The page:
Pingplotter and the white CODA-4582 modem don't play well together due to a timing issue within the modems firmware. The result is to show abnormal high response times if you ping hop #2 only. This only serves to complicate troubleshooting latency issues. Pinging Hop #2 works for packet loss issues, but not for latency issues. So, the next best target is the DNS, which keeps the target within the Rogers network. The question at this point is whether or not any congestion at the local node or CMTS results in high times from the DNS. If you want to see the high response times from the CMTS, use Hop #2 as your target and manually enter 0.05 into the Interval entry window. Let that run and you will see the high response times. That problem was introduced in firmware version 220.127.116.11 and its remained ever since. That forces users to ping the DNS for troubleshooting purposes. Beyond the CMTS however, there is no effect when you run a ping test to any other target IP address.
The one major problem with Pingplotter is that the plotted data is averaged when there is more data than can be shown as individual vertical pixels. So, as you move up in time, from a 60 second plot to 5 min, 30 min .... 24 hours, etc, you are cramming more and more data into a fixed horizontal area, so, Pingplotter averages the number of data points at each individual horizontal pixel point. The result is that the plot looks better and better as you scale up in time. The high ping times are lost, which is not what you want to happen in cases such as yours. Ideally Pingplotter should preserve the low and high times on the plot, personal opinion .....
So, to counteract the averaging problem, right click on the column title bars to bring up the menu, and select MAX and ERR for display. Drag those columns to the right to sit beside the MIN column. Leave the Focus time on auto, so that the upper text data time period matches the plot time period. When you get to a point where the plot data is averaged, the text data will show the true MAX time response for the plotted data. The ERR count is the number of packet loss instances within that period, so, if you had any packet loss from your home to the local node, that will show the count of those instances. The plot will show red loss points.
So, leave the ping interval at 2.5 seconds for now. Ping the DNS. Ignore the packet loss indications from the modem and CMTS, as shown in the upper right hand Latency area.
Ok, so, let that run for 24 hours. At 2.5 second ping intervals, you can display the whole day without running into plot averaging. At less than 2.5 second ping intervals you will run into plot averaging.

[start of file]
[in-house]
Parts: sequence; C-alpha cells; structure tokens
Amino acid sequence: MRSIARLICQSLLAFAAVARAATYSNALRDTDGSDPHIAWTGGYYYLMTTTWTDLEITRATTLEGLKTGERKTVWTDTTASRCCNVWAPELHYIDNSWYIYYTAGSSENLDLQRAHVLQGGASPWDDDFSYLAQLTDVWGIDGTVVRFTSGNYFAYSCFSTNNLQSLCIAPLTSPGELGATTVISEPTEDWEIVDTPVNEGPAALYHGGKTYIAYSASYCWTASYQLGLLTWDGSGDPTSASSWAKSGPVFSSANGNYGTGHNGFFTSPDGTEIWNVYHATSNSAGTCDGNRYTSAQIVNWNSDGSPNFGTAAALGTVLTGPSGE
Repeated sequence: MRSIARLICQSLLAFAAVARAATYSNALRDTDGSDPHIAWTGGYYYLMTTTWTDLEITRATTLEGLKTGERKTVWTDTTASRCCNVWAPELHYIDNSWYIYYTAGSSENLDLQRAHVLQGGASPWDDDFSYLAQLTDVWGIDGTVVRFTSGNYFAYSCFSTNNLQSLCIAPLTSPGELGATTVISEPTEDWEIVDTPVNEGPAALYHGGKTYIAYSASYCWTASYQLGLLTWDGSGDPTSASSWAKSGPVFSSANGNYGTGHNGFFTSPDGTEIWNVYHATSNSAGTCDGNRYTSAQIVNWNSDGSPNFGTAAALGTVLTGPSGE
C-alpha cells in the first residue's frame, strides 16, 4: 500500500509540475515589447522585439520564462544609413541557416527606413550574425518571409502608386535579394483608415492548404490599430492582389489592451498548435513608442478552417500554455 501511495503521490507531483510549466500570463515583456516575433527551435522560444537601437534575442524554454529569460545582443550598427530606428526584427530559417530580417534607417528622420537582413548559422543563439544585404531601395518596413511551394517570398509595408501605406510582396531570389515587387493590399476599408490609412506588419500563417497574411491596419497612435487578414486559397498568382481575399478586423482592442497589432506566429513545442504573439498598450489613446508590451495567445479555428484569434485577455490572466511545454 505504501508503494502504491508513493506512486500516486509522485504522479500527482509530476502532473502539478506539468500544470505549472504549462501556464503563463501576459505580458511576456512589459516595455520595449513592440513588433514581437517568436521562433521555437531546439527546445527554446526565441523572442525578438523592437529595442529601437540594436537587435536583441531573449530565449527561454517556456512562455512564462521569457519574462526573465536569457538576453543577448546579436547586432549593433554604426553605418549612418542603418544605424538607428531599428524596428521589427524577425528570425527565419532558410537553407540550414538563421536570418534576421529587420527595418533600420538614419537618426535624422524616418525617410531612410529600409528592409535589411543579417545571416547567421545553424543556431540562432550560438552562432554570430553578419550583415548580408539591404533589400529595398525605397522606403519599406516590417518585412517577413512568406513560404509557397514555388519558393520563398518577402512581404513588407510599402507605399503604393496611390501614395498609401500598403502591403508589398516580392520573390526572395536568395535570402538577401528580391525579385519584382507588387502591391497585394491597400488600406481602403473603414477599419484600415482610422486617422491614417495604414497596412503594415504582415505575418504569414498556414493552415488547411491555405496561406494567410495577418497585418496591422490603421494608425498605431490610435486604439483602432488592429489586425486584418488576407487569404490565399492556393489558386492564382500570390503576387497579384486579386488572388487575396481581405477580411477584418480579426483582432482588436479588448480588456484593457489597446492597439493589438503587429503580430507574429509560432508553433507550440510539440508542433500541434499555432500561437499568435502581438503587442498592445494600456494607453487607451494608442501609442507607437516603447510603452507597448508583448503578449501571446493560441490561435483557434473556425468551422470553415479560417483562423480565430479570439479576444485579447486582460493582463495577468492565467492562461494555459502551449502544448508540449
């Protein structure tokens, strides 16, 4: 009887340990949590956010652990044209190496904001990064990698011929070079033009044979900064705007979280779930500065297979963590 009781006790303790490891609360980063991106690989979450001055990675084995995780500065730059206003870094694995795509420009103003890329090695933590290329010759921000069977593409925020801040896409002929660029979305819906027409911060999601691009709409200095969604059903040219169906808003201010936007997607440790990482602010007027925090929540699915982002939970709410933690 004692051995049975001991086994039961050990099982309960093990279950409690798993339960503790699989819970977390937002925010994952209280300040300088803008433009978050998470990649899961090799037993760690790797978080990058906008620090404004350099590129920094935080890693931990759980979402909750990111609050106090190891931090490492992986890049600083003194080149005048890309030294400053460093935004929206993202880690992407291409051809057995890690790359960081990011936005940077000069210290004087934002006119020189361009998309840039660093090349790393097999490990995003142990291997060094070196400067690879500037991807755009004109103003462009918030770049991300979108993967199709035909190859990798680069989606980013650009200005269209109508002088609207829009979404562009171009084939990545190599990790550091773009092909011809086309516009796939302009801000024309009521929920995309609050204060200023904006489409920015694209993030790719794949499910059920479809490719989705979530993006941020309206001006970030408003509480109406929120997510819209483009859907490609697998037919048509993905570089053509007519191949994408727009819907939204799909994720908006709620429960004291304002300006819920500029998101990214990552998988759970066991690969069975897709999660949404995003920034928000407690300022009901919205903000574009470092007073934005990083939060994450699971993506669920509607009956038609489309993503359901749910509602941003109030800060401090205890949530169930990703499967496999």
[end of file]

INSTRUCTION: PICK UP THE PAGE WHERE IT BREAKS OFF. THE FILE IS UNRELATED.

The question here is what does the response time look like in the very early morning hours, versus the heavy use after school and evening times. You should see an average to the DNS of approx 9 to 12 milli-seconds with occasional higher ping times. Don't be surprised to see higher times in the after school and evening time periods. The question is, are those high times persistent, or are they occasional? The problem with the trace is that its just a snapshot in time. You really need to see the full day to understand what is typical for your location. Pingplotter will provide that full day's plot, providing you don't run into plot averaging by running an interval less than 2.5 seconds.
When you are done with a test, save the data so that you can look back on it at a later date. Go File .... Export Sample Set ... All Data. Save that to some appropriate location with a numerical system to keep the files in order. I'm going to assume here that you might run more than one test down the road. You can also use the Edit ... Copy as Image to copy the image data to the clipboard and then dump it into something like Microsoft Paint to save it. I personally prefer taking a screen shot using Ctrl + Alt + Prt Scrn as it captures the interval setting and focus time, whereas the built in capture doesn't. That data helps me when I look at someone else's pingplotter screen shot.
Here's the Rogers DNS addresses that you can use for ping test purposes.
Primary IPv6 DNS:
Secondary IPv6 DNS:
I have been having super high ping spikes with consistent high ping in League of Legends. I used to be at 30 - 35 ping before but now I m consistently getting 50 with ping spikes of around 200 - 300. I contacted Rogers Support and everything on my end seems to be working good. Then I contacted Riot Support and I was told that they have been getting a lot of reports of high ping from players on a rogers connection. I did a bunch of WinMTR tests which the riot support asked me to do and assured me that the issue is on rogers end. Who do i need to contact for this issue to be resolved?
Welcome to the Rogers Community Forums and thanks for your first post!
Ping spikes of 200-300ms would definitely cause some issues while gaming. Are you able to provide the traceroutes that Riot's Support had you do? (Please make sure to redact your personal IP address from the screenshot if you do) That will let us see which hops are giving you the high ping.
Also, have you tried shutting down your Wi-Fi and directly connected your PC via Ethernet? That would rule out any other devices on your home network that might be causing the ping spikes.
We look forward to your reply!